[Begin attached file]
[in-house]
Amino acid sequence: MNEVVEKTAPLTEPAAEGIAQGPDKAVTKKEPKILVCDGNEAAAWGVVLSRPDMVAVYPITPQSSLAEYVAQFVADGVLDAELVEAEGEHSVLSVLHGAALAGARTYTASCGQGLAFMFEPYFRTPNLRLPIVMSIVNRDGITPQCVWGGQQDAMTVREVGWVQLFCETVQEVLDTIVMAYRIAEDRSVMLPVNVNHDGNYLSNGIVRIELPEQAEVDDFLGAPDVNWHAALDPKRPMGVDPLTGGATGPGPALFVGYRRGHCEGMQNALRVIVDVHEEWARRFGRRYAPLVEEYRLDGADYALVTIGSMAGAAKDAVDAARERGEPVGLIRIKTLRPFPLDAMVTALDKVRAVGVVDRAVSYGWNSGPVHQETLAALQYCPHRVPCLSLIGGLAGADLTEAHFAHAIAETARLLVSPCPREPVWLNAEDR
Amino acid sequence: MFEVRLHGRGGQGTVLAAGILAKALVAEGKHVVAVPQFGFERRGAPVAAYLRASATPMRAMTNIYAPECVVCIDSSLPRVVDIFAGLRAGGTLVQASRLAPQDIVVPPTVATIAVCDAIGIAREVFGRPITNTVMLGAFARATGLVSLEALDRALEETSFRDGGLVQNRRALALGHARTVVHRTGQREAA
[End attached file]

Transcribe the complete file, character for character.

[in-house]
Amino acid sequence: MNEVVEKTAPLTEPAAEGIAQGPDKAVTKKEPKILVCDGNEAAAWGVVLSRPDMVAVYPITPQSSLAEYVAQFVADGVLDAELVEAEGEHSVLSVLHGAALAGARTYTASCGQGLAFMFEPYFRTPNLRLPIVMSIVNRDGITPQCVWGGQQDAMTVREVGWVQLFCETVQEVLDTIVMAYRIAEDRSVMLPVNVNHDGNYLSNGIVRIELPEQAEVDDFLGAPDVNWHAALDPKRPMGVDPLTGGATGPGPALFVGYRRGHCEGMQNALRVIVDVHEEWARRFGRRYAPLVEEYRLDGADYALVTIGSMAGAAKDAVDAARERGEPVGLIRIKTLRPFPLDAMVTALDKVRAVGVVDRAVSYGWNSGPVHQETLAALQYCPHRVPCLSLIGGLAGADLTEAHFAHAIAETARLLVSPCPREPVWLNAEDR
Amino acid sequence: MFEVRLHGRGGQGTVLAAGILAKALVAEGKHVVAVPQFGFERRGAPVAAYLRASATPMRAMTNIYAPECVVCIDSSLPRVVDIFAGLRAGGTLVQASRLAPQDIVVPPTVATIAVCDAIGIAREVFGRPITNTVMLGAFARATGLVSLEALDRALEETSFRDGGLVQNRRALALGHARTVVHRTGQREAA